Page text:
In today's fast-paced business climate, many organizations rely on automated processes to speed production and delivery. The vast majority of these processes rely on the accurate reading of product bar codes.
Unfortunately, if a barcode label is worn or damaged during printing or handling, then production grinds to a halt. This can cause significant financial losses and unnecessary frustration. That is why many organizational leaders are seeking to reduce or remove the possibility of unreadable bar codes from negatively affecting productivity.
Faulty barcode labels can arise from a number of issues associated with thermal printers, outlined below:
- Incorrect settings: If a thermal printer's settings are too high, black bars on the label can be printed too thickly, causing inaccurate readings. Print speed, head pressure and other settings can also have similar effects.
- Ribbon inconsistency: There is a large number of different models of thermal printer ribbons, and each can carry its own characteristics and preferred settings. Thicker ribbons can have different printing outcomes than their thinner counterparts, which can cause transient bar code failures if not observed carefully.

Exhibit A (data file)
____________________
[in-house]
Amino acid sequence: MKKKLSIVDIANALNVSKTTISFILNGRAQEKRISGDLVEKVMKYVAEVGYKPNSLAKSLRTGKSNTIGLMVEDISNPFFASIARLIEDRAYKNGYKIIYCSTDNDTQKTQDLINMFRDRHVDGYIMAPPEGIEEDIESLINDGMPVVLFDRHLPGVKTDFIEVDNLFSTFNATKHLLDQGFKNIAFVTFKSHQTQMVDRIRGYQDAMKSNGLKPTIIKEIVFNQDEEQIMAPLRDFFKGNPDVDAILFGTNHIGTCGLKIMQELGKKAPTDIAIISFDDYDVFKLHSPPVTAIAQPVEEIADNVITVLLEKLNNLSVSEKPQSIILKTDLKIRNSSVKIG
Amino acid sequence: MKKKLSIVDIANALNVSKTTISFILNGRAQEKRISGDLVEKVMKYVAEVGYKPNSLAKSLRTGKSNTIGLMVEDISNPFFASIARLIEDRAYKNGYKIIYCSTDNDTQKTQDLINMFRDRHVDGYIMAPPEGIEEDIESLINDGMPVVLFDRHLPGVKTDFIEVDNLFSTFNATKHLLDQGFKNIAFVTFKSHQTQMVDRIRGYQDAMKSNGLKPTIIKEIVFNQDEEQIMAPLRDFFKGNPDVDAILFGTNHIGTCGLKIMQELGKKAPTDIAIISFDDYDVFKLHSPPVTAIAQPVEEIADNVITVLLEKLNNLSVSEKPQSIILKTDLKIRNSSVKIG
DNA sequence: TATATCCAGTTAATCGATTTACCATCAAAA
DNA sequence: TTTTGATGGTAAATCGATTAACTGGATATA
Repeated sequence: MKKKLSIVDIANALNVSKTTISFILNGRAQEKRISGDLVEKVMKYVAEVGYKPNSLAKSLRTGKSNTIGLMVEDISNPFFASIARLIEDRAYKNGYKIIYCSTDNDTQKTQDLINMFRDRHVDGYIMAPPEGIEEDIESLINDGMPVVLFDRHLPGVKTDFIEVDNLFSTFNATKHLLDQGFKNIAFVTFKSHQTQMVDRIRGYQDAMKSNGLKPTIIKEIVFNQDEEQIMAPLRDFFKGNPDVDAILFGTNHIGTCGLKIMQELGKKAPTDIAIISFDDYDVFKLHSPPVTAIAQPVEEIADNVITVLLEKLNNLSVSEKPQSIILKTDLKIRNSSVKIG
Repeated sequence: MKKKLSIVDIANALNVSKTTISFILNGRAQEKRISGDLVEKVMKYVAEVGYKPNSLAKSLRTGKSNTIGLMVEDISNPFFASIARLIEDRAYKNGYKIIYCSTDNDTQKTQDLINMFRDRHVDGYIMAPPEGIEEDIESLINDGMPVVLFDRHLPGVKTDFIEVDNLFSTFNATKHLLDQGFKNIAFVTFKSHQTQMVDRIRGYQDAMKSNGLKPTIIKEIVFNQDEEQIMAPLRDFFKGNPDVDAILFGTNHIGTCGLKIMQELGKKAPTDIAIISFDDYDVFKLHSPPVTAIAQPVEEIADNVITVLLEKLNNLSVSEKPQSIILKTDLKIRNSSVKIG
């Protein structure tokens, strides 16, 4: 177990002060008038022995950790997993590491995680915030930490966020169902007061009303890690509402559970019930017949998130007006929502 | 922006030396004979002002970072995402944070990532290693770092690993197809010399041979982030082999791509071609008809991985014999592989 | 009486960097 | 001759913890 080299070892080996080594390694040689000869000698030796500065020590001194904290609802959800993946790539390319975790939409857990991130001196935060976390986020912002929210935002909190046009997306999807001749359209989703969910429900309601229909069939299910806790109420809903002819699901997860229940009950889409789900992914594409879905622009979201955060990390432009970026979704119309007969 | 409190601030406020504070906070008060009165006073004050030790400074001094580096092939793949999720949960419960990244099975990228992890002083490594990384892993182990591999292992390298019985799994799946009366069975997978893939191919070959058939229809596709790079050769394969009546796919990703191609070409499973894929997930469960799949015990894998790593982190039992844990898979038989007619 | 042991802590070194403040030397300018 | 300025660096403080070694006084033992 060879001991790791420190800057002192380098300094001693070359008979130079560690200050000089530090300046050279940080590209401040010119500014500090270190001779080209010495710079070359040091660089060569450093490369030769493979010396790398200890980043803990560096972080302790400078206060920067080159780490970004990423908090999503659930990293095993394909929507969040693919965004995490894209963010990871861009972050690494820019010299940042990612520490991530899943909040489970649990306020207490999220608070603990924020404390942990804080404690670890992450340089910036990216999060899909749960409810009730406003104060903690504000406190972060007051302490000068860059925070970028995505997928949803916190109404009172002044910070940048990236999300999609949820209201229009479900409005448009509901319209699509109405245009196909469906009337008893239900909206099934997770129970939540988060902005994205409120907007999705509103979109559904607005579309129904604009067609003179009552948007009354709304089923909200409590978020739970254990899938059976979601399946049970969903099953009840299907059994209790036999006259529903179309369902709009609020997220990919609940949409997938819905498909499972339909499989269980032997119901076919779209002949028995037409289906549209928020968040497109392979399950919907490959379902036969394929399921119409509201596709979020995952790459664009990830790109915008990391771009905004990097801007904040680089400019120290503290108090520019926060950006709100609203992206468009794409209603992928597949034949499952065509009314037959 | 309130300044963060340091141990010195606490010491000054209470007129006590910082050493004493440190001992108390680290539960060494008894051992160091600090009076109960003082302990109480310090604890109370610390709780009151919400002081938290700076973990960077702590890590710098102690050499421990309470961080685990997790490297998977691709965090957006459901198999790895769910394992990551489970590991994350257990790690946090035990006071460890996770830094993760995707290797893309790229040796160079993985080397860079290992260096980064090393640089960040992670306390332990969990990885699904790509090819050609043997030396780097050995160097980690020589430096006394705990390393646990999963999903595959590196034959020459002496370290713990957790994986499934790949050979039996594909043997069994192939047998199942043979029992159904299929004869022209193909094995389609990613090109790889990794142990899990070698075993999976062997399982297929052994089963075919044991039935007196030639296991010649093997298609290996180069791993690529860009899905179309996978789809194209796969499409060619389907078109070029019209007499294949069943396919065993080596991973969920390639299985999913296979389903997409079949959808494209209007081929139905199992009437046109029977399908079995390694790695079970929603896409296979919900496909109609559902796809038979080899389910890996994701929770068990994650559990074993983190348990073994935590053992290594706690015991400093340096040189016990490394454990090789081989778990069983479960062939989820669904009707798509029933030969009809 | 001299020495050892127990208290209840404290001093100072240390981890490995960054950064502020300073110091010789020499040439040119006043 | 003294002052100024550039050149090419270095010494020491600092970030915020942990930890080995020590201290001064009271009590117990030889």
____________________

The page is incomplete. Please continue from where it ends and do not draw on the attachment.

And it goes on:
- Head failure: The heat and friction involved in the thermal printing process can be tough on the printer head. Even small abrasions on the printer head can render a bar code unreadable.
Many organizations rely on their thermal printer's inline verifier system to avoid these issues. However, this is not the only nor the most effective solution. Epson ink jet printers have no ribbons that can cause consistency issues, or need careful calibration. The printer head in Epson's Colorworks ink jet label printers also never receive contact, eliminating the risks of wear of abrasion.
The Epson TM-C3400LT Label Terminal or the Epson TM-C3500 Label Printer both offer high-quality four-color inkjet printing that ensures durable, accurate and consistent barcode label printing. These solutions help organizations avoid the expensive downtime caused by unreadable, thermal-printed barcode labels.